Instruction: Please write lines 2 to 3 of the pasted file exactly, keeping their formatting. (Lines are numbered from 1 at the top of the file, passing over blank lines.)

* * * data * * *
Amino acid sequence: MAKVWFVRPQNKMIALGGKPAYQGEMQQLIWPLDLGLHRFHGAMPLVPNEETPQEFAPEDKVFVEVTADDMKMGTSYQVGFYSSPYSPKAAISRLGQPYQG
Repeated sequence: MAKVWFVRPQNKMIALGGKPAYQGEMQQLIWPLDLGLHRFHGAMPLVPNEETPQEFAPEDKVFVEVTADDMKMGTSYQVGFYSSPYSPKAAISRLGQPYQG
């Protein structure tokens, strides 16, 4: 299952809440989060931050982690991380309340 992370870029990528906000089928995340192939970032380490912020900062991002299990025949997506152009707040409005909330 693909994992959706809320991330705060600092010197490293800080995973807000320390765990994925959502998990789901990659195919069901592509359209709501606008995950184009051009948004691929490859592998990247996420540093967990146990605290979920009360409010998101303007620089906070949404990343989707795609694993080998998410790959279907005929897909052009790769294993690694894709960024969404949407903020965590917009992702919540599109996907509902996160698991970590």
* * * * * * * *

Repeated sequence: MAKVWFVRPQNKMIALGGKPAYQGEMQQLIWPLDLGLHRFHGAMPLVPNEETPQEFAPEDKVFVEVTADDMKMGTSYQVGFYSSPYSPKAAISRLGQPYQG
């Protein structure tokens, strides 16, 4: 299952809440989060931050982690991380309340 992370870029990528906000089928995340192939970032380490912020900062991002299990025949997506152009707040409005909330 693909994992959706809320991330705060600092010197490293800080995973807000320390765990994925959502998990789901990659195919069901592509359209709501606008995950184009051009948004691929490859592998990247996420540093967990146990605290979920009360409010998101303007620089906070949404990343989707795609694993080998998410790959279907005929897909052009790769294993690694894709960024969404949407903020965590917009992702919540599109996907509902996160698991970590």